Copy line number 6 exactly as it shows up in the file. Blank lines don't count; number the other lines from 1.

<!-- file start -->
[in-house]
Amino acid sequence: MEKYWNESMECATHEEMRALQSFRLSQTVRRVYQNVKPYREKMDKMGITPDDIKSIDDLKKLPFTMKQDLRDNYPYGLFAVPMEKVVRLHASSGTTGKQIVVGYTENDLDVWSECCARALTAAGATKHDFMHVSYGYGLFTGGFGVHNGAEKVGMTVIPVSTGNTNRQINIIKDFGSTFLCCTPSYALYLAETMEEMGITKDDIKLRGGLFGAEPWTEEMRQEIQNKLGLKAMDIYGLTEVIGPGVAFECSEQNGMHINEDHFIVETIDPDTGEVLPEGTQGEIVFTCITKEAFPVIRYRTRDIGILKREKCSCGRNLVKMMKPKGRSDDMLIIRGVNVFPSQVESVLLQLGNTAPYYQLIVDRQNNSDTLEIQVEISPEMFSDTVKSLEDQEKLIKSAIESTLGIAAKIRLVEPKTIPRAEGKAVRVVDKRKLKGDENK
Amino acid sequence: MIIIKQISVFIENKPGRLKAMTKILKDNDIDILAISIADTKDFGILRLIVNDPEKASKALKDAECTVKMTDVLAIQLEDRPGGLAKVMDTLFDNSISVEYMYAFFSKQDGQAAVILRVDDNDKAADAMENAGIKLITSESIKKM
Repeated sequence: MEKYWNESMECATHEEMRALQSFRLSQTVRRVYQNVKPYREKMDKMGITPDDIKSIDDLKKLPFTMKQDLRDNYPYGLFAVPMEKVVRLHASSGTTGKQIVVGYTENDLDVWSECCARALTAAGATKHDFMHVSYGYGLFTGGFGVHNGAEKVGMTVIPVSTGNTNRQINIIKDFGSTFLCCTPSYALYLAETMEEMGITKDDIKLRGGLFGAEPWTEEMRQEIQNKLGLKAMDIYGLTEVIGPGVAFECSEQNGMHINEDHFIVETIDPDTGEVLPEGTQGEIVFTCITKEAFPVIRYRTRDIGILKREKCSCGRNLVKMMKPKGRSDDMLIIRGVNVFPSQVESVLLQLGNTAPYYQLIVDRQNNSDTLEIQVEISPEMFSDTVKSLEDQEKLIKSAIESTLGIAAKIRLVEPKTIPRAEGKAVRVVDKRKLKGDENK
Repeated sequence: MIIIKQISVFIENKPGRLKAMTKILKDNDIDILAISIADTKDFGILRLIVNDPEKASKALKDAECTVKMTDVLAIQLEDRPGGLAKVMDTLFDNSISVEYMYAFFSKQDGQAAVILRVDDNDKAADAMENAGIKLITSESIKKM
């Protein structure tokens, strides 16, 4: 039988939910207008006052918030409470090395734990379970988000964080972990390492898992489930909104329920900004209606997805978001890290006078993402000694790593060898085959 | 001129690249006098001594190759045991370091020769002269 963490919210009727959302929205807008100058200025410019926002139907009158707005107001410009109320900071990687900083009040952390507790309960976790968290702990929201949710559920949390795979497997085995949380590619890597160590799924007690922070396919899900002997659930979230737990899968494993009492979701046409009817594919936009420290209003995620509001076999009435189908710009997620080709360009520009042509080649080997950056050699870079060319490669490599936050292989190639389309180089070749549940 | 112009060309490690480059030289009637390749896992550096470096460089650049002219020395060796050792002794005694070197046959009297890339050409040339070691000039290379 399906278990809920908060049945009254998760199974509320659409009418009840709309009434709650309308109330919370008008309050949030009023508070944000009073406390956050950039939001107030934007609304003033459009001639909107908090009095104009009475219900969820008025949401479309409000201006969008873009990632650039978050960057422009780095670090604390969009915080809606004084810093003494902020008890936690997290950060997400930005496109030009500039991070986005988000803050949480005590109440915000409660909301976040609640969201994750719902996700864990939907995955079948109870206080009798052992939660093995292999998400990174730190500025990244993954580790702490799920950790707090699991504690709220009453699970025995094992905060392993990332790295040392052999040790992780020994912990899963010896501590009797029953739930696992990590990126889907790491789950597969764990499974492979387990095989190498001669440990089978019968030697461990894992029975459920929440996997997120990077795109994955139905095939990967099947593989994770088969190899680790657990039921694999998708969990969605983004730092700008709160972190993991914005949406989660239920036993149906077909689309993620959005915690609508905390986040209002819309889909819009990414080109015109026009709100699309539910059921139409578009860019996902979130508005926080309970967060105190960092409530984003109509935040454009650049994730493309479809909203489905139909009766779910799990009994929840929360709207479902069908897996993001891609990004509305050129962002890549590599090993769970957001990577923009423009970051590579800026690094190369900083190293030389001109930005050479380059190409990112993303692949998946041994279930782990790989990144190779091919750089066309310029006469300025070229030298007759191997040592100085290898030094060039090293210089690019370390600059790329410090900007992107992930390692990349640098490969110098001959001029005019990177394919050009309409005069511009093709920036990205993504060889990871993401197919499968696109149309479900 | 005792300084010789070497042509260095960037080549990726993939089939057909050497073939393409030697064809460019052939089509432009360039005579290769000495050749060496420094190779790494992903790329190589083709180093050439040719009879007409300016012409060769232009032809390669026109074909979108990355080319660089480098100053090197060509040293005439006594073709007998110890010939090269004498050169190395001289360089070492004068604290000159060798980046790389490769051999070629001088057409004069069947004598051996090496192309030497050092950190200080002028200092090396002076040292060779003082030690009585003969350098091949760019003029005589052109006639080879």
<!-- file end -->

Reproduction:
């Protein structure tokens, strides 16, 4: 039988939910207008006052918030409470090395734990379970988000964080972990390492898992489930909104329920900004209606997805978001890290006078993402000694790593060898085959 | 001129690249006098001594190759045991370091020769002269 963490919210009727959302929205807008100058200025410019926002139907009158707005107001410009109320900071990687900083009040952390507790309960976790968290702990929201949710559920949390795979497997085995949380590619890597160590799924007690922070396919899900002997659930979230737990899968494993009492979701046409009817594919936009420290209003995620509001076999009435189908710009997620080709360009520009042509080649080997950056050699870079060319490669490599936050292989190639389309180089070749549940 | 112009060309490690480059030289009637390749896992550096470096460089650049002219020395060796050792002794005694070197046959009297890339050409040339070691000039290379 399906278990809920908060049945009254998760199974509320659409009418009840709309009434709650309308109330919370008008309050949030009023508070944000009073406390956050950039939001107030934007609304003033459009001639909107908090009095104009009475219900969820008025949401479309409000201006969008873009990632650039978050960057422009780095670090604390969009915080809606004084810093003494902020008890936690997290950060997400930005496109030009500039991070986005988000803050949480005590109440915000409660909301976040609640969201994750719902996700864990939907995955079948109870206080009798052992939660093995292999998400990174730190500025990244993954580790702490799920950790707090699991504690709220009453699970025995094992905060392993990332790295040392052999040790992780020994912990899963010896501590009797029953739930696992990590990126889907790491789950597969764990499974492979387990095989190498001669440990089978019968030697461990894992029975459920929440996997997120990077795109994955139905095939990967099947593989994770088969190899680790657990039921694999998708969990969605983004730092700008709160972190993991914005949406989660239920036993149906077909689309993620959005915690609508905390986040209002819309889909819009990414080109015109026009709100699309539910059921139409578009860019996902979130508005926080309970967060105190960092409530984003109509935040454009650049994730493309479809909203489905139909009766779910799990009994929840929360709207479902069908897996993001891609990004509305050129962002890549590599090993769970957001990577923009423009970051590579800026690094190369900083190293030389001109930005050479380059190409990112993303692949998946041994279930782990790989990144190779091919750089066309310029006469300025070229030298007759191997040592100085290898030094060039090293210089690019370390600059790329410090900007992107992930390692990349640098490969110098001959001029005019990177394919050009309409005069511009093709920036990205993504060889990871993401197919499968696109149309479900 | 005792300084010789070497042509260095960037080549990726993939089939057909050497073939393409030697064809460019052939089509432009360039005579290769000495050749060496420094190779790494992903790329190589083709180093050439040719009879007409300016012409060769232009032809390669026109074909979108990355080319660089480098100053090197060509040293005439006594073709007998110890010939090269004498050169190395001289360089070492004068604290000159060798980046790389490769051999070629001088057409004069069947004598051996090496192309030497050092950190200080002028200092090396002076040292060779003082030690009585003969350098091949760019003029005589052109006639080879």